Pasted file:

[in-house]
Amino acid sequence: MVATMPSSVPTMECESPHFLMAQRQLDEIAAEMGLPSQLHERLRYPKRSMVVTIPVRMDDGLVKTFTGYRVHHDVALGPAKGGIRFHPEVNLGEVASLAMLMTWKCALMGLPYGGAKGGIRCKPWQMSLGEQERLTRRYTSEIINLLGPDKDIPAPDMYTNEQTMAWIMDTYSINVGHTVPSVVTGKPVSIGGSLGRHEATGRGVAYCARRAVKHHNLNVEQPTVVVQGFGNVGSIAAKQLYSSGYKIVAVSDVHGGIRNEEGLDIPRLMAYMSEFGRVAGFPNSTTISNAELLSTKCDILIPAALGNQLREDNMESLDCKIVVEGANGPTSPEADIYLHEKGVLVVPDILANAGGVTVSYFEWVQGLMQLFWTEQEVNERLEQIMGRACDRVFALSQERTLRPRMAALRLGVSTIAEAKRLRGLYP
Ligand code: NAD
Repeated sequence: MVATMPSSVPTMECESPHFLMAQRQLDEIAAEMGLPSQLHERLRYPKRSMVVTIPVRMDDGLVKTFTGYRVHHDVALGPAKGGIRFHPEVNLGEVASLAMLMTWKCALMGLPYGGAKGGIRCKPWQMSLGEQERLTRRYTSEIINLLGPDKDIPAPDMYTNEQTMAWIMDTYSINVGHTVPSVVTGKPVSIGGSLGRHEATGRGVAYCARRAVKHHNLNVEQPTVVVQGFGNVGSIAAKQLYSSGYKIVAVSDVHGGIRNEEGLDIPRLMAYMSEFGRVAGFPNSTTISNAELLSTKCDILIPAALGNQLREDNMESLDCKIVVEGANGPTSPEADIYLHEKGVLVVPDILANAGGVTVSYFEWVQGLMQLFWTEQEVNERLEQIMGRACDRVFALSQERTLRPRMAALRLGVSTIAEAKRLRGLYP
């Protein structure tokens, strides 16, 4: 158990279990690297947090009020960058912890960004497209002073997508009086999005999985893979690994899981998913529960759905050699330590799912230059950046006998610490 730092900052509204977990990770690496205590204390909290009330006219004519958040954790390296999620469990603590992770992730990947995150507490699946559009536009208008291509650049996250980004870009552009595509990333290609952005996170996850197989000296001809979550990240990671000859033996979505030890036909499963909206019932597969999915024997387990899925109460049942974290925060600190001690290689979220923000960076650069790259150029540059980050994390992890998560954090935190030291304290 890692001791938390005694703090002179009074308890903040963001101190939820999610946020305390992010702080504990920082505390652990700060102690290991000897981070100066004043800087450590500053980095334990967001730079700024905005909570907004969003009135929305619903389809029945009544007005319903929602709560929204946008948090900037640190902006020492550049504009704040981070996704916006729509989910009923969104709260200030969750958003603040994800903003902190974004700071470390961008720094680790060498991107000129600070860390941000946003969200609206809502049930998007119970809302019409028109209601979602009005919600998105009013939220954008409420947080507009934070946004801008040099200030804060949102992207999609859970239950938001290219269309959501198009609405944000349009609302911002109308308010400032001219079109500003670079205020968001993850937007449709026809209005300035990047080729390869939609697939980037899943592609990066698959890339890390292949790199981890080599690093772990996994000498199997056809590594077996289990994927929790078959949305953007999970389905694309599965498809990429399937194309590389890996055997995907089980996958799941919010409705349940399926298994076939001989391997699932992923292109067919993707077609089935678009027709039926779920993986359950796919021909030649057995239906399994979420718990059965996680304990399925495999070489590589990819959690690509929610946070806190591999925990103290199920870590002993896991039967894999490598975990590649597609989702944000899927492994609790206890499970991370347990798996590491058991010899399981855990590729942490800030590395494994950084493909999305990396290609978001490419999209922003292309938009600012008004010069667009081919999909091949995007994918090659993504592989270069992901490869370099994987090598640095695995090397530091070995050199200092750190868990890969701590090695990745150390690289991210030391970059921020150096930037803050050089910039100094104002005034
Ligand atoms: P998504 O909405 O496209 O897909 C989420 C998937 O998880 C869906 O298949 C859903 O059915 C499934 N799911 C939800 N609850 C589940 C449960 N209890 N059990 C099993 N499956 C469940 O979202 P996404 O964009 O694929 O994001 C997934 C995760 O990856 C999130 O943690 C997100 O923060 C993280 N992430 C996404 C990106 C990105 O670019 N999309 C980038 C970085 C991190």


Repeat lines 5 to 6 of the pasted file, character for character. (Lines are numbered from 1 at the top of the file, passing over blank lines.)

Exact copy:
């Protein structure tokens, strides 16, 4: 158990279990690297947090009020960058912890960004497209002073997508009086999005999985893979690994899981998913529960759905050699330590799912230059950046006998610490 730092900052509204977990990770690496205590204390909290009330006219004519958040954790390296999620469990603590992770992730990947995150507490699946559009536009208008291509650049996250980004870009552009595509990333290609952005996170996850197989000296001809979550990240990671000859033996979505030890036909499963909206019932597969999915024997387990899925109460049942974290925060600190001690290689979220923000960076650069790259150029540059980050994390992890998560954090935190030291304290 890692001791938390005694703090002179009074308890903040963001101190939820999610946020305390992010702080504990920082505390652990700060102690290991000897981070100066004043800087450590500053980095334990967001730079700024905005909570907004969003009135929305619903389809029945009544007005319903929602709560929204946008948090900037640190902006020492550049504009704040981070996704916006729509989910009923969104709260200030969750958003603040994800903003902190974004700071470390961008720094680790060498991107000129600070860390941000946003969200609206809502049930998007119970809302019409028109209601979602009005919600998105009013939220954008409420947080507009934070946004801008040099200030804060949102992207999609859970239950938001290219269309959501198009609405944000349009609302911002109308308010400032001219079109500003670079205020968001993850937007449709026809209005300035990047080729390869939609697939980037899943592609990066698959890339890390292949790199981890080599690093772990996994000498199997056809590594077996289990994927929790078959949305953007999970389905694309599965498809990429399937194309590389890996055997995907089980996958799941919010409705349940399926298994076939001989391997699932992923292109067919993707077609089935678009027709039926779920993986359950796919021909030649057995239906399994979420718990059965996680304990399925495999070489590589990819959690690509929610946070806190591999925990103290199920870590002993896991039967894999490598975990590649597609989702944000899927492994609790206890499970991370347990798996590491058991010899399981855990590729942490800030590395494994950084493909999305990396290609978001490419999209922003292309938009600012008004010069667009081919999909091949995007994918090659993504592989270069992901490869370099994987090598640095695995090397530091070995050199200092750190868990890969701590090695990745150390690289991210030391970059921020150096930037803050050089910039100094104002005034
Ligand atoms: P998504 O909405 O496209 O897909 C989420 C998937 O998880 C869906 O298949 C859903 O059915 C499934 N799911 C939800 N609850 C589940 C449960 N209890 N059990 C099993 N499956 C469940 O979202 P996404 O964009 O694929 O994001 C997934 C995760 O990856 C999130 O943690 C997100 O923060 C993280 N992430 C996404 C990106 C990105 O670019 N999309 C980038 C970085 C991190």